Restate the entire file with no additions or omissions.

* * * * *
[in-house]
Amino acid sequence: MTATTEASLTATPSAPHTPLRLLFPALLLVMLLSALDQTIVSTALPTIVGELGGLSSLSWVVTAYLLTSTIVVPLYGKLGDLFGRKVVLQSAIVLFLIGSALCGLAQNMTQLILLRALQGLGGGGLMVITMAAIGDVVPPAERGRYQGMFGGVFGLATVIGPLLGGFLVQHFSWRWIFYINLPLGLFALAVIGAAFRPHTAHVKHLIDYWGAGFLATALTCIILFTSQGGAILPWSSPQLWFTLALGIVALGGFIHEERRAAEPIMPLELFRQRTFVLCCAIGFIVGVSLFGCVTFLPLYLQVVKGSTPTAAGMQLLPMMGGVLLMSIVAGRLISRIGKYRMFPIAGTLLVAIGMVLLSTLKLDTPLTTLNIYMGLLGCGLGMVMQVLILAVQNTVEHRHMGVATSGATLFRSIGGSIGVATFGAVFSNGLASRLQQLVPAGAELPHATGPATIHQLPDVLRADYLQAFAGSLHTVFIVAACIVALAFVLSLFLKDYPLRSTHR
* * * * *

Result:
[in-house]
Amino acid sequence: MTATTEASLTATPSAPHTPLRLLFPALLLVMLLSALDQTIVSTALPTIVGELGGLSSLSWVVTAYLLTSTIVVPLYGKLGDLFGRKVVLQSAIVLFLIGSALCGLAQNMTQLILLRALQGLGGGGLMVITMAAIGDVVPPAERGRYQGMFGGVFGLATVIGPLLGGFLVQHFSWRWIFYINLPLGLFALAVIGAAFRPHTAHVKHLIDYWGAGFLATALTCIILFTSQGGAILPWSSPQLWFTLALGIVALGGFIHEERRAAEPIMPLELFRQRTFVLCCAIGFIVGVSLFGCVTFLPLYLQVVKGSTPTAAGMQLLPMMGGVLLMSIVAGRLISRIGKYRMFPIAGTLLVAIGMVLLSTLKLDTPLTTLNIYMGLLGCGLGMVMQVLILAVQNTVEHRHMGVATSGATLFRSIGGSIGVATFGAVFSNGLASRLQQLVPAGAELPHATGPATIHQLPDVLRADYLQAFAGSLHTVFIVAACIVALAFVLSLFLKDYPLRSTHR